Background. There are no data on directly measured cardiorespiratory fitness combined coronary risk evaluation with respect to death from cardiovascular diseases and all-causes. We investigated the prognostic significance of risk scores and cardiorespiratory fitness with respect to cardiovascular disease and all-cause mortality.
Methods. Cardiorespiratory fitness (maximal oxygen uptake, VO2peak) was measured by exercise test with an electrically braked cycle ergometer. The study is based on a random population-based sample of 1639 men (42–60 years) without history of type 2 diabetes or atherosclerotic cardiovascular diseases.
Results. During an average follow-up of 16 years, a total of 304 deaths occurred. Independent predictors for all-cause death were European Score (for 1% increment, RR 1.15, 95% CI 1.10–1.20), VO2peak (for 1 MET increment, RR 0.84, 95% CI 0.78–0.89), when adjusted for C-reactive protein, alcohol consumption, serum high-density lipoprotein, waist-to-hip ratio, family history of coronary heart disease, exercise-induced ST changes and the use of medications for hypertension, dyslipidaemia or aspirin. Also, Framingham risk score was related to the risk of death (RR 1.05, 95% CI 1.03–1.07, P < 0.001). Subjects with high European or Framingham score and low VO2peak represent the highest risk group.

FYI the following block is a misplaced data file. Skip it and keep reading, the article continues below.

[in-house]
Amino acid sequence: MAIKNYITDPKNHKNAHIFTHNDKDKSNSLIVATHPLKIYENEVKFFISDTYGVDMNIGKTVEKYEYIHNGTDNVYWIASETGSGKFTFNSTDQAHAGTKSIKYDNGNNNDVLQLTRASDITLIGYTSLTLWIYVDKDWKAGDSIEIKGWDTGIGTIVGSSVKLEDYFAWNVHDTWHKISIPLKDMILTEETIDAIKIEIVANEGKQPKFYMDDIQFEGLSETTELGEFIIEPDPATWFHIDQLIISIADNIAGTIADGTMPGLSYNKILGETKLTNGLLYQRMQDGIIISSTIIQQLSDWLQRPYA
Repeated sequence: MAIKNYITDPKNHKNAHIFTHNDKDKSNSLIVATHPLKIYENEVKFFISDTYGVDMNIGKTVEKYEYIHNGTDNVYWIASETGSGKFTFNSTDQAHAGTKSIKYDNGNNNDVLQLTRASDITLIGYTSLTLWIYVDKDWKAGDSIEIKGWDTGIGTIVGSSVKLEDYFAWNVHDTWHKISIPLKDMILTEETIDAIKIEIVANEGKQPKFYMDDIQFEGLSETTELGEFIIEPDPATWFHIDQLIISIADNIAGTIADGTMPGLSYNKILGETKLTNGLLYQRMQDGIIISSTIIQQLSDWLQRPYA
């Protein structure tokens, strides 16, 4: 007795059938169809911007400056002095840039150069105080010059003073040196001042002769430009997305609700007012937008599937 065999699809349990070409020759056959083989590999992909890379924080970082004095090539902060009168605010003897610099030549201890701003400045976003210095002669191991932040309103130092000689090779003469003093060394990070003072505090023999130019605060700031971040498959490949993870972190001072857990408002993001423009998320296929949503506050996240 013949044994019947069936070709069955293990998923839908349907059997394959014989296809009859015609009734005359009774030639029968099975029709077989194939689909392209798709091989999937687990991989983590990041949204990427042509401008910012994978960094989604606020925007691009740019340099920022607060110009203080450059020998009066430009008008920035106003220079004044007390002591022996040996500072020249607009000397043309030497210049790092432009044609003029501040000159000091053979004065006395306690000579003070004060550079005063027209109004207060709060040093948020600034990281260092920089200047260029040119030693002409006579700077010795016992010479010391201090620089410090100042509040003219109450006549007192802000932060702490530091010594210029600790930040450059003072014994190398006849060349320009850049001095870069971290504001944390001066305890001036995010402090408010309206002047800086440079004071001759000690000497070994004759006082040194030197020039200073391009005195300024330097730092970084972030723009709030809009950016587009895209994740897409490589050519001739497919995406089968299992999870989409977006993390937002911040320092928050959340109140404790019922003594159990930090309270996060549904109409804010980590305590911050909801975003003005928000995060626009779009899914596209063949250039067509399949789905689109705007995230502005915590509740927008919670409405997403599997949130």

Conclusion. An important finding is that the risk scores can be used to identify men for whom low cardiorespiratory fitness predicts an especially high risk for death from cardiovascular and any other cause.